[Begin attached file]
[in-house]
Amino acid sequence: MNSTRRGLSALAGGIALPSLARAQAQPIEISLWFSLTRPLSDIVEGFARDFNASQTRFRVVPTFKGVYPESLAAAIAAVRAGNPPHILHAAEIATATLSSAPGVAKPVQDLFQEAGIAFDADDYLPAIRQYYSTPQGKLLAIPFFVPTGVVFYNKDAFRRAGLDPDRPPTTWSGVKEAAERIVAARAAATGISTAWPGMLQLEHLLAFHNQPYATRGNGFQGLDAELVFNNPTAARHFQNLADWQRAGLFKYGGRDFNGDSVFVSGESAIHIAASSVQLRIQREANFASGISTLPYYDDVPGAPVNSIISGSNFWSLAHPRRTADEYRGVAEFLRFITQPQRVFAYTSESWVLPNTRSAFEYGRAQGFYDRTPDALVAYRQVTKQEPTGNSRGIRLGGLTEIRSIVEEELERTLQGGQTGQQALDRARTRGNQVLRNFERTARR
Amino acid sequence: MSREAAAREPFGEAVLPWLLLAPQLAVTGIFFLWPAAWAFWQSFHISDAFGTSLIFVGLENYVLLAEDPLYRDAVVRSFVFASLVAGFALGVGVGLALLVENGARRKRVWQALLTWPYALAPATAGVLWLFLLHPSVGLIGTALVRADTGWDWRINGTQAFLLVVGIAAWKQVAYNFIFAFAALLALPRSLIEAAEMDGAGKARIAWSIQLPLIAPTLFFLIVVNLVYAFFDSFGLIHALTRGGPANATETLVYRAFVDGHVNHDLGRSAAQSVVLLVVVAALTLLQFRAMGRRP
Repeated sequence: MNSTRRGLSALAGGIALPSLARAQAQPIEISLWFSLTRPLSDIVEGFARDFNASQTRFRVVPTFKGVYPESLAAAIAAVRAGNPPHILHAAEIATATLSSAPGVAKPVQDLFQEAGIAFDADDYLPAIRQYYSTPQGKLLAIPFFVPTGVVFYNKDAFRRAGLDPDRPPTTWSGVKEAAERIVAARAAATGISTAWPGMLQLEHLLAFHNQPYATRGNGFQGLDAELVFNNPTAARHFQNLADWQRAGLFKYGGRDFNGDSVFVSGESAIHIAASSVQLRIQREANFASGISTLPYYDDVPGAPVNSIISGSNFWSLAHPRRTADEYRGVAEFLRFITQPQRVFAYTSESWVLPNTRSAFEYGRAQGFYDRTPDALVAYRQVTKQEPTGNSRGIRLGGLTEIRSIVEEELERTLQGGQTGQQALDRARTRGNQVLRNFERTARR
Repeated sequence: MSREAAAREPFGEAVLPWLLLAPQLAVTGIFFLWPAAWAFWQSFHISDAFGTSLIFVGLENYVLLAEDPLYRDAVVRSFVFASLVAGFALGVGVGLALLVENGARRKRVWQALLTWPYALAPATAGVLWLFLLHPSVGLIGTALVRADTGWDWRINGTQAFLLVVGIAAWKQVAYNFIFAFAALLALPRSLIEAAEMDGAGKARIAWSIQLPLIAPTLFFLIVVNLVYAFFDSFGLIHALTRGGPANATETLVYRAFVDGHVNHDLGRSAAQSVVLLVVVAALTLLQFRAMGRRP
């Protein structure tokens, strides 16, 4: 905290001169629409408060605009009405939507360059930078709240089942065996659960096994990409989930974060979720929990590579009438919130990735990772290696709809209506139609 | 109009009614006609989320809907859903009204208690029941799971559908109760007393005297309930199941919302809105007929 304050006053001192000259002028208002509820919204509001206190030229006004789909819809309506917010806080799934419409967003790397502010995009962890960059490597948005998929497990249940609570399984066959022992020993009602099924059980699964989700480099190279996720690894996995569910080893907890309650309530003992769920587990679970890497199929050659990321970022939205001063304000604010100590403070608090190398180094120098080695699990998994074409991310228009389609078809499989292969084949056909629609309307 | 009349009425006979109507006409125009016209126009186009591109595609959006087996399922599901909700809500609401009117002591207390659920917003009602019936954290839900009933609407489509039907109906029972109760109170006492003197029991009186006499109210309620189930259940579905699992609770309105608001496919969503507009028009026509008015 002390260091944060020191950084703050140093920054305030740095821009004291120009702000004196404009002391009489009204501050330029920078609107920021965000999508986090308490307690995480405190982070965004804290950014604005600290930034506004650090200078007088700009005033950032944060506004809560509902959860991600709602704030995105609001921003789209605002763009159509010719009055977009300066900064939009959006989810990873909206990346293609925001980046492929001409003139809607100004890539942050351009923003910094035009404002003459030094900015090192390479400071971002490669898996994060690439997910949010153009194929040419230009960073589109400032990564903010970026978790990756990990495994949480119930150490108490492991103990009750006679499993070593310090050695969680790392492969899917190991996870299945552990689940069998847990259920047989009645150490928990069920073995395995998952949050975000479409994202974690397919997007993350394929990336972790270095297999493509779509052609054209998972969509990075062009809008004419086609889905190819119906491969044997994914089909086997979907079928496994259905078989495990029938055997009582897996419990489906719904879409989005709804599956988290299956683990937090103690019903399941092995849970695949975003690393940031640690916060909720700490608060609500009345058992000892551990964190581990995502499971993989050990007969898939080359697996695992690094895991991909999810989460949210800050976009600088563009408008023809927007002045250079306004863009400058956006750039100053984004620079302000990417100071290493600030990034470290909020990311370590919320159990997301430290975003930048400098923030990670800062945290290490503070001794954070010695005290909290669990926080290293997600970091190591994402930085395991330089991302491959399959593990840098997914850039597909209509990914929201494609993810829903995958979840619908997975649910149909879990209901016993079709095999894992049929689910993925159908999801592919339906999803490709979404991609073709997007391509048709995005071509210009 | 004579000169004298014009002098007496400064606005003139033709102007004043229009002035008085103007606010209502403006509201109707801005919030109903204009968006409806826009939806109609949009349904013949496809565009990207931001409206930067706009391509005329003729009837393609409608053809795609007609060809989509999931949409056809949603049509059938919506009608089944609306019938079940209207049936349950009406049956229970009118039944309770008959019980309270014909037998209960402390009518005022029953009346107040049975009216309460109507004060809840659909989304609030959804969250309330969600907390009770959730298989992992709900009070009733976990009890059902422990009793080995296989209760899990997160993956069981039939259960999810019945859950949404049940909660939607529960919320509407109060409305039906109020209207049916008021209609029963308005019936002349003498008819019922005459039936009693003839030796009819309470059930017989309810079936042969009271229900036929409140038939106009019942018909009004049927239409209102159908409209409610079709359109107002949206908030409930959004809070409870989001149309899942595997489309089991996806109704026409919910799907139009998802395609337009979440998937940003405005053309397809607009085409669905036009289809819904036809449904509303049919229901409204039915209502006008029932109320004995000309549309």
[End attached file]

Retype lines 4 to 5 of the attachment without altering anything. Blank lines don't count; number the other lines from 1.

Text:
Repeated sequence: MNSTRRGLSALAGGIALPSLARAQAQPIEISLWFSLTRPLSDIVEGFARDFNASQTRFRVVPTFKGVYPESLAAAIAAVRAGNPPHILHAAEIATATLSSAPGVAKPVQDLFQEAGIAFDADDYLPAIRQYYSTPQGKLLAIPFFVPTGVVFYNKDAFRRAGLDPDRPPTTWSGVKEAAERIVAARAAATGISTAWPGMLQLEHLLAFHNQPYATRGNGFQGLDAELVFNNPTAARHFQNLADWQRAGLFKYGGRDFNGDSVFVSGESAIHIAASSVQLRIQREANFASGISTLPYYDDVPGAPVNSIISGSNFWSLAHPRRTADEYRGVAEFLRFITQPQRVFAYTSESWVLPNTRSAFEYGRAQGFYDRTPDALVAYRQVTKQEPTGNSRGIRLGGLTEIRSIVEEELERTLQGGQTGQQALDRARTRGNQVLRNFERTARR
Repeated sequence: MSREAAAREPFGEAVLPWLLLAPQLAVTGIFFLWPAAWAFWQSFHISDAFGTSLIFVGLENYVLLAEDPLYRDAVVRSFVFASLVAGFALGVGVGLALLVENGARRKRVWQALLTWPYALAPATAGVLWLFLLHPSVGLIGTALVRADTGWDWRINGTQAFLLVVGIAAWKQVAYNFIFAFAALLALPRSLIEAAEMDGAGKARIAWSIQLPLIAPTLFFLIVVNLVYAFFDSFGLIHALTRGGPANATETLVYRAFVDGHVNHDLGRSAAQSVVLLVVVAALTLLQFRAMGRRP